Third, while it is an improvement on the current language, I disagree with the proposed language which places the onus of approval of same-sex pairings in Crown Tournament upon each individual sovereign and consort hosting said tournament. This exception to the normal arrangement of the Crown refusing entry into the lists is an unequal treatment for a particular scenario, one which places an undue burden on the Crown for no discernable reason. I continue to add my voice in support of the much simpler proposal, to remove the words "of the opposite sex" from the current wording of Corpora. By removing all mention of sex from Corpora, the cultural considerations of allowing or disallowing same-sex couplings gets rightly placed within each kingdom. Whether same-sex co-rulers would be acceptable to the populace will vary by region, and it's clearly a game-side issue, so it rightly belongs in the hands of the Crown, not the Board. So I beseech you: instead of further entrenching Corporate in this matter through expanded language, remove yourselves entirely from the situation and let the kingdoms sort it out individually.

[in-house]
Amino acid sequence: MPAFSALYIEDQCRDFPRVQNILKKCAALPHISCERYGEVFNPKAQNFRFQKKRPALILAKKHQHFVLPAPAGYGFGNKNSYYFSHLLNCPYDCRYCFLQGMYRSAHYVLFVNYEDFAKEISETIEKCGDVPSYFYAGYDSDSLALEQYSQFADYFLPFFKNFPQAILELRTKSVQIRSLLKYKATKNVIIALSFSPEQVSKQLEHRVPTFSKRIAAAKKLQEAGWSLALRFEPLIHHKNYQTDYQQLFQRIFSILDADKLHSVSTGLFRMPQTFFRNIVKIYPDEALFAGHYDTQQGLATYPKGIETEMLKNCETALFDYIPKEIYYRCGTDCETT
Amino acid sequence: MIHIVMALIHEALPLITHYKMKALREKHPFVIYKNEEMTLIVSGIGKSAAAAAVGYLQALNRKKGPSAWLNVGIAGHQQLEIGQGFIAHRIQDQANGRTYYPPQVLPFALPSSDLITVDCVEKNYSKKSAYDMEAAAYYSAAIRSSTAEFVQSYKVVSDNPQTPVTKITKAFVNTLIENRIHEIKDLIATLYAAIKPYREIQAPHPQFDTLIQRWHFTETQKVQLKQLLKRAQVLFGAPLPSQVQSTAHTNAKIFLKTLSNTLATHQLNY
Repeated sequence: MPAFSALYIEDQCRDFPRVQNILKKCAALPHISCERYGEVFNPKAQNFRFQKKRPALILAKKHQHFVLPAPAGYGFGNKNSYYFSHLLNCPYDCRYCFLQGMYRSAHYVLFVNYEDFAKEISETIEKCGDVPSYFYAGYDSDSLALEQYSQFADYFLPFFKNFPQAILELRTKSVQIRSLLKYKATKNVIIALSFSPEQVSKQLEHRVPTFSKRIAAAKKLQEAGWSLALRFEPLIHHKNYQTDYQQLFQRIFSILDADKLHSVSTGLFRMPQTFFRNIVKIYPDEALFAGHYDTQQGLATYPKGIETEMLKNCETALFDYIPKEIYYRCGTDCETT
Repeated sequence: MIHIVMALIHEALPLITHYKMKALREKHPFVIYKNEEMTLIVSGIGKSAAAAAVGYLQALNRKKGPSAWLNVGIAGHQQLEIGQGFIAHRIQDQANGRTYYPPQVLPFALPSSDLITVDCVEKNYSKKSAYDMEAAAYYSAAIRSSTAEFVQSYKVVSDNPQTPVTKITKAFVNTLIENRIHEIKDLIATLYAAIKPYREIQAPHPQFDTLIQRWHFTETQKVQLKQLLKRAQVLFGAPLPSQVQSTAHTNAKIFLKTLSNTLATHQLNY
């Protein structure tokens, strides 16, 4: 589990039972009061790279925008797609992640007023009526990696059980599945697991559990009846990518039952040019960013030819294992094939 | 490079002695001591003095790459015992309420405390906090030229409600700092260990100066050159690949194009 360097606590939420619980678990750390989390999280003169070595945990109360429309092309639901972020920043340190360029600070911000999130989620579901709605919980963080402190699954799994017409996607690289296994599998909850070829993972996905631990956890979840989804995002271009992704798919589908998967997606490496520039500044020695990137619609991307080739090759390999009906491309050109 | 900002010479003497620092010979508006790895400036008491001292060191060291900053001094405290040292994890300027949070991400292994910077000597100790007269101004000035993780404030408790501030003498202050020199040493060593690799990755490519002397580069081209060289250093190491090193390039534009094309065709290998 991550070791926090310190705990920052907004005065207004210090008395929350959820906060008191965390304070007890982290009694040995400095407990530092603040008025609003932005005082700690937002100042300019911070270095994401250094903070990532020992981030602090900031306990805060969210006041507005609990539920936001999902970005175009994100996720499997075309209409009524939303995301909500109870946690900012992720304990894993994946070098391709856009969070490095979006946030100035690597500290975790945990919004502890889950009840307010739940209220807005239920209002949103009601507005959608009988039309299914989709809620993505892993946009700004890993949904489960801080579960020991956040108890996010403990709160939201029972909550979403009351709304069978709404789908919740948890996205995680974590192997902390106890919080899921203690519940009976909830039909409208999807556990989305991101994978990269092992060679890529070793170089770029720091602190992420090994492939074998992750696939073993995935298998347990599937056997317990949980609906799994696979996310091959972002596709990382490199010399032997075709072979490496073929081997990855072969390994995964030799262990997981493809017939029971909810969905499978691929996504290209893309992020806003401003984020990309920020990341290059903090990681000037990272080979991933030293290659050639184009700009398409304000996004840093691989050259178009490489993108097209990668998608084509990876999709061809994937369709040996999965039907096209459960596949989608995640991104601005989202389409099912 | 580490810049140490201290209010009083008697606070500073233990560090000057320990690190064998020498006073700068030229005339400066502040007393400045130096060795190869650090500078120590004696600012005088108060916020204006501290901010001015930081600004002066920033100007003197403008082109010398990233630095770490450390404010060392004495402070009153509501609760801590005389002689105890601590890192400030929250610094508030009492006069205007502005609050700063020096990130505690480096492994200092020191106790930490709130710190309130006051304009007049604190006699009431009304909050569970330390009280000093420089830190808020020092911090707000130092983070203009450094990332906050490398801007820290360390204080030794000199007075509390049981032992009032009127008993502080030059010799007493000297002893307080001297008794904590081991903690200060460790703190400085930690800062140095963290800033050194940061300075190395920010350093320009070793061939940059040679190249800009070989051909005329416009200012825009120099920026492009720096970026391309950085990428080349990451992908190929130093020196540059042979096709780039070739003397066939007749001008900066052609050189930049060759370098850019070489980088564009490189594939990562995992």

Now, the main reason I'm writing to you. There have been several who've expressed concerns that same-sex monarchs will cause pageantry to diminish, and specifically that the lack of a female presence in the big seats will be a detriment to our idealized vision of the Middle Ages. These concerns are understandable. Even in the 21st century, there are several roles and duties which remain perceived as gender-specific in communities worldwide, and those perceptions become intensified when placed into the medieval theme in which our game is played. It's also easy to establish a hypothetical scenario by which these issues raised play out in a negative light, solidifying one's inherent belief that the proposal will doom the SCA. Fortunately, we needn't rely on hypotheticals, as we have a real-life example already in place.